We soon parted ways, and I moved on to another firm. One day I returned from my lunch break to the astonishing news that I would now be working with yet another retired Republican governor. I will just note that I quit that job very shortly thereafter, and leave it at that. (My mother taught me that if you don’t have anything nice to say about someone, don’t say anything at all. Oh, who am I kidding. My mother gave me crap advice. This blog would never exist if I listened to her. The truth is I just do not want to think about that d00d ever again.)

Which brings us to yesterday, and the bizarre occasion of my crossing paths with yet another governor. This one was a Democrat, and I would not be assigned to work with him. But I just might volunteer.


Sitting at a gleaming marble conference table at a swanky midtown law firm where I am presently a client*, I found myself face to face with one Martin O’Malley, Governor of Maryland. O’Malley is term-limited from seeking reelection, and is presently exploring a run for the White House. I attended the meeting as an invited guest.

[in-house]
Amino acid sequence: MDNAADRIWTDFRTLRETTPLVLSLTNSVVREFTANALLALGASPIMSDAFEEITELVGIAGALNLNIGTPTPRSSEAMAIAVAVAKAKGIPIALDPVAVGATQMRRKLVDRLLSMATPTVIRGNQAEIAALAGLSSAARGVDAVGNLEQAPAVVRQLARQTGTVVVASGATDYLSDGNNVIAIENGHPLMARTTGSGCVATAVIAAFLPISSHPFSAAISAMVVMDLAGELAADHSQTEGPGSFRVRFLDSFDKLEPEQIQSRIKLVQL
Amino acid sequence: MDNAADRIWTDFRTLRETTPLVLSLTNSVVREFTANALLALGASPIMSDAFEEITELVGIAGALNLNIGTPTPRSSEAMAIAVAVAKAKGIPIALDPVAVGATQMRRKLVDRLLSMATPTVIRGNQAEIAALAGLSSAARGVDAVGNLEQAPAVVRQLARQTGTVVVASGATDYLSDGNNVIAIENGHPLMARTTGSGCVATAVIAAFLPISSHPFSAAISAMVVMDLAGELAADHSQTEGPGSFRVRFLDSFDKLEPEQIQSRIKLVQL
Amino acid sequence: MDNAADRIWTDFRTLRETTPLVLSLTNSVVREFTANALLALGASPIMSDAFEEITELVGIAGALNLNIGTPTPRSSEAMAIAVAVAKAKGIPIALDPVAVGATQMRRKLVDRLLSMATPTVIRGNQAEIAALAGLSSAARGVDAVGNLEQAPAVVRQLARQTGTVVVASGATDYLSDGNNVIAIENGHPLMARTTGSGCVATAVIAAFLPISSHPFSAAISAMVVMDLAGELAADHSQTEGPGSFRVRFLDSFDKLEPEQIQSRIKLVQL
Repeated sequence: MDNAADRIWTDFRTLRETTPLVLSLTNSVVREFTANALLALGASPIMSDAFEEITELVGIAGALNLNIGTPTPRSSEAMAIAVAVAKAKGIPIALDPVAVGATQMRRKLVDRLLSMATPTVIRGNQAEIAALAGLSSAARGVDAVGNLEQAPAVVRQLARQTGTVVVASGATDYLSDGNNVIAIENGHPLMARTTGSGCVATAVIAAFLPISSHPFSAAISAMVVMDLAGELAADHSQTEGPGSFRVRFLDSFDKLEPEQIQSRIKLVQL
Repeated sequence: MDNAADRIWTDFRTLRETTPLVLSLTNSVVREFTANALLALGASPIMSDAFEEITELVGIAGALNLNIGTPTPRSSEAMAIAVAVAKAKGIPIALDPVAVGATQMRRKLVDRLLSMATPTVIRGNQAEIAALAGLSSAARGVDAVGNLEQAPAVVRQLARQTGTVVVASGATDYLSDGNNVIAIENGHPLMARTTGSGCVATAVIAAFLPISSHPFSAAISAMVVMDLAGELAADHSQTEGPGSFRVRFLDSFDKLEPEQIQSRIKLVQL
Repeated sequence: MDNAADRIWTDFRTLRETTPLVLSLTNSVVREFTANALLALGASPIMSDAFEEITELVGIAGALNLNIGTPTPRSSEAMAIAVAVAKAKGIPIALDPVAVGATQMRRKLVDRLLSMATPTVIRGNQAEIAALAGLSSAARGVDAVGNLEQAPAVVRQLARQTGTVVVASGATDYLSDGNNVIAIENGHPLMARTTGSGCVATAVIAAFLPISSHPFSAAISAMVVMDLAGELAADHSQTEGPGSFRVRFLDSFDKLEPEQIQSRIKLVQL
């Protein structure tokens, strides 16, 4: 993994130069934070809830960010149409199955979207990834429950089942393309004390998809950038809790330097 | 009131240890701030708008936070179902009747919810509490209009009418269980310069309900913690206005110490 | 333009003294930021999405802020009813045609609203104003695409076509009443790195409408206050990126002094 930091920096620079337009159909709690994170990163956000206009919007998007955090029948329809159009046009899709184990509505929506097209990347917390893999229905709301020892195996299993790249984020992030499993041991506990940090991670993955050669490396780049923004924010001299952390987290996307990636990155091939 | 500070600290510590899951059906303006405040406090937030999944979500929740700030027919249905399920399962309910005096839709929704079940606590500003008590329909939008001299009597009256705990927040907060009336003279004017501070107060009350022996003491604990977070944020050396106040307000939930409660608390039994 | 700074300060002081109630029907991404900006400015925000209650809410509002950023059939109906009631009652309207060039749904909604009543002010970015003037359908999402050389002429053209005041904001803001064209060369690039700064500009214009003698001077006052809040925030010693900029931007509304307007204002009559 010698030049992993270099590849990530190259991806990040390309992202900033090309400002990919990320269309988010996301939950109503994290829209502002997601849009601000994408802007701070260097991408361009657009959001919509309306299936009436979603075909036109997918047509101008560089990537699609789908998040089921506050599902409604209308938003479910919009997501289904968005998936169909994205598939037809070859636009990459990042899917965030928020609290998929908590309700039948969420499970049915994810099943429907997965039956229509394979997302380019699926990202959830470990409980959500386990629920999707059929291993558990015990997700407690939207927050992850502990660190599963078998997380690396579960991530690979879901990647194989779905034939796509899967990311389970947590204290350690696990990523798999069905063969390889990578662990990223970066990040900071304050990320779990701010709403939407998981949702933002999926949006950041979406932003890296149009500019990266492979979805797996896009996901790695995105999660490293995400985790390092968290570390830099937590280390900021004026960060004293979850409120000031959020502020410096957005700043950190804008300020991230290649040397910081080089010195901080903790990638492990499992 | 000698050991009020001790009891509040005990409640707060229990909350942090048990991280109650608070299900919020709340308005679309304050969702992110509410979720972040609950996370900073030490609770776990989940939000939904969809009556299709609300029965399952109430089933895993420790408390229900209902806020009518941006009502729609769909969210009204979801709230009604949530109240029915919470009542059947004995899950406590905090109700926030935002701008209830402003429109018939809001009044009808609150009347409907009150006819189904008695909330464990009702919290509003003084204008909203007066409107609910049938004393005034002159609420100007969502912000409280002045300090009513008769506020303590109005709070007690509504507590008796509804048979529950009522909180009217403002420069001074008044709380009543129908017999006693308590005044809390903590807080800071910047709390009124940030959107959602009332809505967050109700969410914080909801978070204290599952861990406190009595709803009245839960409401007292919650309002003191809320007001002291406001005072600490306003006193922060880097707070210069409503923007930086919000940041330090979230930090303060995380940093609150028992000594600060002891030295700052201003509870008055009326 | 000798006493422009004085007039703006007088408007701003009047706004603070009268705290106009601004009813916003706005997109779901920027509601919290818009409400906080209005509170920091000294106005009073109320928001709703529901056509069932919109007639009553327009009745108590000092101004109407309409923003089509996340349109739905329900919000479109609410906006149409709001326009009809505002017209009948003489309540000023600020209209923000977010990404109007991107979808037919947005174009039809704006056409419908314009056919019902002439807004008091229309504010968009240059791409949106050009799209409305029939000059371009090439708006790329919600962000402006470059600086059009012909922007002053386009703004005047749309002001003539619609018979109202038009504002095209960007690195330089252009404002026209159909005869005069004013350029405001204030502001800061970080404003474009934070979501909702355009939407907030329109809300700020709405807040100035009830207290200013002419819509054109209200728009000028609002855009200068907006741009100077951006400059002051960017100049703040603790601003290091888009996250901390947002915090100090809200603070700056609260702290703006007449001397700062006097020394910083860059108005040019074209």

Readers may recall that my mother lives in Maryland; I grew up in the general vicinity, and I still spend a lot of time there. But I was not particularly well-informed about Maryland politics and needed to do some research before I met him. Having done so, I am now pleased to present the complete Palace dossier.

omalley2Martin Joseph O’Malley
with requisite flag pin.

Baltimore City Councilor: 1991-1999.
Mayor of Baltimore: 1999-2007.
Governor or Maryland: 2007-present.


Born:  Washington, DC, January 18, 1963.
Family:   Wife: Katie; 4 Children: Grace, Tara, William, Jack. Father was an Air Force bombardier in WWII, and became an assistant U.S. Attorney for the District of Columbia.
Religion:   Catholic.
Education:   Catholic University of America (graduated 1985); University of Maryland School of Law (J.D. 1988).